#7.  Single column text, normal paragraph formatting/layout and, dare I say it, removing verse numbering from our Bibles will go a long way toward helping people to read the Bible as if it were actually a real book!

Truth be told, I have already written a fair amount on this topic previously on this blog, for example here. But we are actually beginning to see some movement among Bible publishers in this direction and it gives me great hope.

Chapter and verse numbering was added to the Bible around the early 13th century. DSC_0078And while we all understanding the convenience that it gives in locating any given passage, and when citing or referencing a particular quote from the text, we pay a high price for that convenience. In many cases, the chapter divisions follow along reasonably well with the author’s thought. In other cases, it seems quite arbitrary at best, and butchering at worst.

Verse numbering is simply a distraction from reading the text in a natural way (remember – no other normal book we read is formatted like this). The real travesty of verse numbering is when the publisher puts a carriage return at the end of each verse, as if each verse were an independent thought (kinda like in a good PowerPoint briefing). You’ll see this single verse format especially in older KJV Bibles. Sure, a well formatted Bible will use lots more carriage returns in sections of poetry (or musical lyrics, like in the Psalms) where this makes perfect sense. But when the genre is narrative, the formatting of the text should be in paragraphs (this is just common sense – right?) The Bible is not a book of magic where the verses are the spells we cast to get God to do what we want!

These formatting blunders just feed/encourage/enable all of the things I’ve been previously ranting about in this series:

  • The Manual Approach – let’s make it easy grab those verses to build our case for a Biblical method for weather prediction!
  • Proof texting – ah the joy of grabbing verses out of context to support my point(s) that I’m trying to make!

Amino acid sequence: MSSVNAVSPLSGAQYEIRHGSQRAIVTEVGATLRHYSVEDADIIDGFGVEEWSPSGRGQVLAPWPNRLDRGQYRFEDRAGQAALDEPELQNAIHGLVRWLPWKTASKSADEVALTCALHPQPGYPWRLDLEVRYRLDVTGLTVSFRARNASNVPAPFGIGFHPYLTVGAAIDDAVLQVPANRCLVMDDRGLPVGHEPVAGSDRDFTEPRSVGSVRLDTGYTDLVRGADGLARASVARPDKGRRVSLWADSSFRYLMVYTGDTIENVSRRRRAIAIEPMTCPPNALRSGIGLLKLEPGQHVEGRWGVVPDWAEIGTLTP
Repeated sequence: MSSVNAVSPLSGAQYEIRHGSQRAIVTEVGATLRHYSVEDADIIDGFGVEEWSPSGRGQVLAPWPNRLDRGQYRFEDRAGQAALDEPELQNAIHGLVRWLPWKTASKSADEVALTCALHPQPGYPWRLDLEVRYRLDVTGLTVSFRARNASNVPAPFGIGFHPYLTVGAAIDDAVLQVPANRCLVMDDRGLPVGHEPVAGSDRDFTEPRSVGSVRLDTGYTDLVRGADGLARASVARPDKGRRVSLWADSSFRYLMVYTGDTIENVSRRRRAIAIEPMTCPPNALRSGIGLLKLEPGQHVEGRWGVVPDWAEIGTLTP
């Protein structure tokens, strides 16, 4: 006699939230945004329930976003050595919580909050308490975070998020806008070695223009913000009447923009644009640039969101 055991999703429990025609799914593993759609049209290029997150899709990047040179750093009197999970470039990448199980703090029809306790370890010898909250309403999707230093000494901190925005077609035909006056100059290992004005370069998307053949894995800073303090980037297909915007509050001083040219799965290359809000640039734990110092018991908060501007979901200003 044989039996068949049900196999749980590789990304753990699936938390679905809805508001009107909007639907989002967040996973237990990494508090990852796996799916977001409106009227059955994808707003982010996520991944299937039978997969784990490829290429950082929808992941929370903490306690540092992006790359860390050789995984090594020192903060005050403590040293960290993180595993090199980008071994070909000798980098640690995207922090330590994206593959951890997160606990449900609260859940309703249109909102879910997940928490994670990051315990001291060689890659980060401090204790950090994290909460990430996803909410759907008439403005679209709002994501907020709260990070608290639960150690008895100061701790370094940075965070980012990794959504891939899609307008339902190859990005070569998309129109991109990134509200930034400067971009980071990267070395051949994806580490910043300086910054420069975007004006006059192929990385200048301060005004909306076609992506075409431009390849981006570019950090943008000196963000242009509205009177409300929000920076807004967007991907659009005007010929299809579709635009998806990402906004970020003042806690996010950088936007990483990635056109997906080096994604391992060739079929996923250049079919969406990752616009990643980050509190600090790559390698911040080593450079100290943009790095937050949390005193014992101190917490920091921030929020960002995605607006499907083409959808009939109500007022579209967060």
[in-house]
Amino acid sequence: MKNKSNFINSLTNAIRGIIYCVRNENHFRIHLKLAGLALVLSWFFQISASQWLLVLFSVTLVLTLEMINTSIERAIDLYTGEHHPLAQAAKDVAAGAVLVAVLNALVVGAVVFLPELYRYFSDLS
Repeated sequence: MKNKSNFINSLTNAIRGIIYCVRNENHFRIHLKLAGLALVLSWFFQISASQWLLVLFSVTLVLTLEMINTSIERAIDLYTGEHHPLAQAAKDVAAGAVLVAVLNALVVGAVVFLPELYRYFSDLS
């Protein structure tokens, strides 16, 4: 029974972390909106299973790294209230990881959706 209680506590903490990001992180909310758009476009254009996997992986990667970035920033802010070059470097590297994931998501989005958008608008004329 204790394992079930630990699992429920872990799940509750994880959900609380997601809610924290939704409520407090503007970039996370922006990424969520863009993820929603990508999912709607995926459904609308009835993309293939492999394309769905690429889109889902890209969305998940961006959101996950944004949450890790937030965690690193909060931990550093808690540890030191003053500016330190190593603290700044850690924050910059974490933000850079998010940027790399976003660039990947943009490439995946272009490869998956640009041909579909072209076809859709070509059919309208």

• Radical Biblicism – which verse should I choose to beat this person over the head with as I guilt them into submission.
  • Topical Teaching – a little Leviticus here, a little Revelation there.

You get my point. We need to read the Bible as the Literature that it actually is!

Now double column text presumably came to us as an innocent attempt at saving space. Crossway-ESV-Reader’s-Bible-GenesisAnyone who has ever lugged an ESV Study Bible back and forth to church, say, with a baby in the other arm (and has had to have shoulder surgery as a result) knows that the Bible is a big book! Double column text minimizes the (wasted) white space at the end of each line, and OK, fair enough, results in fewer total pages in an already really long book. But, again no other book (except the newspaper) is formatted in this way. It’s just not conducive to the natural way that we are accustomed to reading literature. As can be seen in the photo to the right, single column text (free from chapter and verse numbers) makes it look and feel like you’re reading a real book (like a story)!

So what the heck am I supposed to do, Brad? Well, if you haven’t seen it already, click here, to see my top three recommendations for Bibles with improved formatting and improve your reading experience within 5-10 business days (for shipping). Or just pick up a copy of the ESV Study Bible if you want to get all hardcore academic on me. And remember, I am neither an employee, not stockholder in Crossway, Biblica or Zondervan – so I’m totally impartial (just an avid Bible reader and passionate lover of God’s written word)! You can even get The Books of the Bible – NT (NIV) for free on the YouVersion App (if you want to take it for a test drive before you buy).

I understand, you’re still going to need a chapter/verse Bible to bring to church (unless your Pastor has seen the light too), to Bible Studies, and to look up references to make sure that some crackpot blogger like me isn’t quoting verses out of context. But for personal reading, to get a better sense of the story of scripture, and for general enjoyment of the Bible in it’s literary form as God originally gave it to us – for the love of the text – please give single column, paragraph format (and hopefully also chapter/verse free) Bible reading a try.

Until next time, my friends, when we’ll talk about the ongoing battle between those dreaded enemies: Christian Academia and the Evangelical Church!

Charis & Shalom!


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